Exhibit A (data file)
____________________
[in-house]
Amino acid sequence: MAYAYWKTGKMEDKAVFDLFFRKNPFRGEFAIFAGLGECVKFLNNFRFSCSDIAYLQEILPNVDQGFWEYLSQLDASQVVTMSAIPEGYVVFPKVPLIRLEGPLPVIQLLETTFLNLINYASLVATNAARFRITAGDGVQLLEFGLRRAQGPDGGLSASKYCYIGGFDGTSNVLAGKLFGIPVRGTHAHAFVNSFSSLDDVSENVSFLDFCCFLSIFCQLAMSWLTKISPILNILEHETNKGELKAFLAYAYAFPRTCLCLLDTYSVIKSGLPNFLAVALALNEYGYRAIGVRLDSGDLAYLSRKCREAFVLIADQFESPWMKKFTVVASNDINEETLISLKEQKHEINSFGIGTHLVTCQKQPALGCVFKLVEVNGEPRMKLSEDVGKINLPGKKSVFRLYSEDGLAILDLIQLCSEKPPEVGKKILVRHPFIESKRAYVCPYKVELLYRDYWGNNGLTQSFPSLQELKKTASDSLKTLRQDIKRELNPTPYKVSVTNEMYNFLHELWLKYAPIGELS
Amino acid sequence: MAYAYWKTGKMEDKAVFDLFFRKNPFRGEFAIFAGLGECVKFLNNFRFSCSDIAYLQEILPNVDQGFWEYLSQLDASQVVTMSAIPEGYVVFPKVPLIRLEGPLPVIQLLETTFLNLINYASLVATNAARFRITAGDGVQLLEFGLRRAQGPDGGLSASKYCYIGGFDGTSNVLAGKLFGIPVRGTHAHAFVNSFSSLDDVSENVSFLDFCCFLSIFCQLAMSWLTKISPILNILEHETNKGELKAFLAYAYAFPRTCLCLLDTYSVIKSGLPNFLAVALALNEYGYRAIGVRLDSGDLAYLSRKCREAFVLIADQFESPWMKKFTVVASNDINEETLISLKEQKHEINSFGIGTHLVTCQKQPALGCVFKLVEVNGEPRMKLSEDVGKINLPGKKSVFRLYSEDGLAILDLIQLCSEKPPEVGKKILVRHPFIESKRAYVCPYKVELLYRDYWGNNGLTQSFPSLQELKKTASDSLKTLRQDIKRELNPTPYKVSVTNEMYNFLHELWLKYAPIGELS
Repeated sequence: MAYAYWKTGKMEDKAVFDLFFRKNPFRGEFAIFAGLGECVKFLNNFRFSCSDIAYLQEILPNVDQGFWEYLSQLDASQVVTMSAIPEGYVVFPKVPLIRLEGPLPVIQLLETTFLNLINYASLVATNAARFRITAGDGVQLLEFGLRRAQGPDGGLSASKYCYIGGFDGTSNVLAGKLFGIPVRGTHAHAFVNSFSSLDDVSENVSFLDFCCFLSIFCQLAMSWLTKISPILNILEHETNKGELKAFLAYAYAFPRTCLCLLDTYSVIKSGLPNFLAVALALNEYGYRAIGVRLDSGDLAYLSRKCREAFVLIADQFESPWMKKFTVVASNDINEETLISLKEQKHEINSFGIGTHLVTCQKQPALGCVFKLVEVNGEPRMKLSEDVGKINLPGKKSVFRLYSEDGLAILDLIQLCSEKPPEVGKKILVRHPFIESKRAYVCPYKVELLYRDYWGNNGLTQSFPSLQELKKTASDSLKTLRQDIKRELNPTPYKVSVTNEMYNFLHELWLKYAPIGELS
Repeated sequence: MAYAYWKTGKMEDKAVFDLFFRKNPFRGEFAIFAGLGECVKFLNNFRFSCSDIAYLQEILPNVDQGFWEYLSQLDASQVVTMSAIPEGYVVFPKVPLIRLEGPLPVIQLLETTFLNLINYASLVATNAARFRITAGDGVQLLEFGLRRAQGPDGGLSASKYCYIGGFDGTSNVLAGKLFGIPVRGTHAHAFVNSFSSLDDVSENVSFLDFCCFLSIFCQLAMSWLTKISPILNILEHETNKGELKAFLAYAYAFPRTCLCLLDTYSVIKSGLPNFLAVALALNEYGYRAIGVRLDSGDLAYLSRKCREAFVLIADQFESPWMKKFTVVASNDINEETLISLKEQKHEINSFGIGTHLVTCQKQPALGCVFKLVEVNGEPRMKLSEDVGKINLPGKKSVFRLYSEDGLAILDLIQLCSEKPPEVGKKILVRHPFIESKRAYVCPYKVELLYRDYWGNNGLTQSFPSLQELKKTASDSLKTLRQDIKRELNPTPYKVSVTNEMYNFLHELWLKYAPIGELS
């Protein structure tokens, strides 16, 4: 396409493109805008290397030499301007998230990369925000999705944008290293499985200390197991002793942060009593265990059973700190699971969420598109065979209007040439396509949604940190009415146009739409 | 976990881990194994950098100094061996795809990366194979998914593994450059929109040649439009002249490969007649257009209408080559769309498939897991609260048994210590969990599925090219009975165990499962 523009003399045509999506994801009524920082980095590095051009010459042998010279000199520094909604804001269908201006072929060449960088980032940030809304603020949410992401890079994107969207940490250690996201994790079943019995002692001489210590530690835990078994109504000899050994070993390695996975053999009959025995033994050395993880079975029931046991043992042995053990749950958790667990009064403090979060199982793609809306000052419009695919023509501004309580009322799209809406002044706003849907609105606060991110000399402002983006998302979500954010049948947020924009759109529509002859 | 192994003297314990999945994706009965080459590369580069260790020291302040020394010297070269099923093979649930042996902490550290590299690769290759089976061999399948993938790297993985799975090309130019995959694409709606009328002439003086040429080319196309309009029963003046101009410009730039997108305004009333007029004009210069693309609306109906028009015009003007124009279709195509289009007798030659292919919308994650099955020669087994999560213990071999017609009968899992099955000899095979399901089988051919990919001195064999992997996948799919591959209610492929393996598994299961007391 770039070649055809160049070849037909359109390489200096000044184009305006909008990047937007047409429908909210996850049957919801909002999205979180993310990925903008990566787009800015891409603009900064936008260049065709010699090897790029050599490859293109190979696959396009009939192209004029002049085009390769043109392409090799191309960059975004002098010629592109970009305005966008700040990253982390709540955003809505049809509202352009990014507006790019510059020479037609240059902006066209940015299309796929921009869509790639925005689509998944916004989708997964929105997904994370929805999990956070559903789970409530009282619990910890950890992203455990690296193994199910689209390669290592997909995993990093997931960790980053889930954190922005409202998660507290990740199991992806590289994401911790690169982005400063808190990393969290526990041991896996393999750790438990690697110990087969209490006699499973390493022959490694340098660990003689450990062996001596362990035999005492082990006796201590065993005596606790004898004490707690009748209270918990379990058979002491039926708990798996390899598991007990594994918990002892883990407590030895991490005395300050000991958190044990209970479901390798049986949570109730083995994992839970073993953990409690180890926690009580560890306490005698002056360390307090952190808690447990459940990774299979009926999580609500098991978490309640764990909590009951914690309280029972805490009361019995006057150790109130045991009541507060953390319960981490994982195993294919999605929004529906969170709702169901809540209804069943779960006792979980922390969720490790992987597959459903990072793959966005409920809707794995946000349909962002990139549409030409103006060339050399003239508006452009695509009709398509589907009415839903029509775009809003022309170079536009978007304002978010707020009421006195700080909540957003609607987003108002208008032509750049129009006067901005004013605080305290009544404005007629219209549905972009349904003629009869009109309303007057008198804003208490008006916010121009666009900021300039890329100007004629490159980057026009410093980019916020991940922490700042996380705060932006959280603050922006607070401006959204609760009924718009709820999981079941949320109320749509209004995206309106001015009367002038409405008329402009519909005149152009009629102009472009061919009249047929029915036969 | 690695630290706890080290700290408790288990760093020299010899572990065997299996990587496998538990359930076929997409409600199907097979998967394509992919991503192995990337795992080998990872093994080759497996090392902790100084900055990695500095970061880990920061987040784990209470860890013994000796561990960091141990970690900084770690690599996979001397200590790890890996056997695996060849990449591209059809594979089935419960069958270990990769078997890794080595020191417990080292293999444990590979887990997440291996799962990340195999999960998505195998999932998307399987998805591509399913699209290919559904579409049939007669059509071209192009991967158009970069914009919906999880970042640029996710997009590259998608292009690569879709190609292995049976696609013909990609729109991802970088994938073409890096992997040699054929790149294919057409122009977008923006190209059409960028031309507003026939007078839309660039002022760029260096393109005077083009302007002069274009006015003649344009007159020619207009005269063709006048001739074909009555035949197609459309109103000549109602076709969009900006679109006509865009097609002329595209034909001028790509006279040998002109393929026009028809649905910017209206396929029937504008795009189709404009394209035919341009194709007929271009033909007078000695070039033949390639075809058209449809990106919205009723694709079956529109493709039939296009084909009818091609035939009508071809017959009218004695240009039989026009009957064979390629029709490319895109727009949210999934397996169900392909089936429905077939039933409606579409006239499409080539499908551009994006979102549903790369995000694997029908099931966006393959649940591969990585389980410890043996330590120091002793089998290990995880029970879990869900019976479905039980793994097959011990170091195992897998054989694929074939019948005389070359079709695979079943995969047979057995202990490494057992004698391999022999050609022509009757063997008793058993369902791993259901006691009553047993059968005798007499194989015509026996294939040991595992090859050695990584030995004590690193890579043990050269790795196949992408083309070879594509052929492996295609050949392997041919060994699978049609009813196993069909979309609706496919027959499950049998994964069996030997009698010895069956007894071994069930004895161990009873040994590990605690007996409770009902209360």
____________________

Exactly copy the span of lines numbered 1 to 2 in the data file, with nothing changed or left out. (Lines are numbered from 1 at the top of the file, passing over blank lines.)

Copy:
[in-house]
Amino acid sequence: MAYAYWKTGKMEDKAVFDLFFRKNPFRGEFAIFAGLGECVKFLNNFRFSCSDIAYLQEILPNVDQGFWEYLSQLDASQVVTMSAIPEGYVVFPKVPLIRLEGPLPVIQLLETTFLNLINYASLVATNAARFRITAGDGVQLLEFGLRRAQGPDGGLSASKYCYIGGFDGTSNVLAGKLFGIPVRGTHAHAFVNSFSSLDDVSENVSFLDFCCFLSIFCQLAMSWLTKISPILNILEHETNKGELKAFLAYAYAFPRTCLCLLDTYSVIKSGLPNFLAVALALNEYGYRAIGVRLDSGDLAYLSRKCREAFVLIADQFESPWMKKFTVVASNDINEETLISLKEQKHEINSFGIGTHLVTCQKQPALGCVFKLVEVNGEPRMKLSEDVGKINLPGKKSVFRLYSEDGLAILDLIQLCSEKPPEVGKKILVRHPFIESKRAYVCPYKVELLYRDYWGNNGLTQSFPSLQELKKTASDSLKTLRQDIKRELNPTPYKVSVTNEMYNFLHELWLKYAPIGELS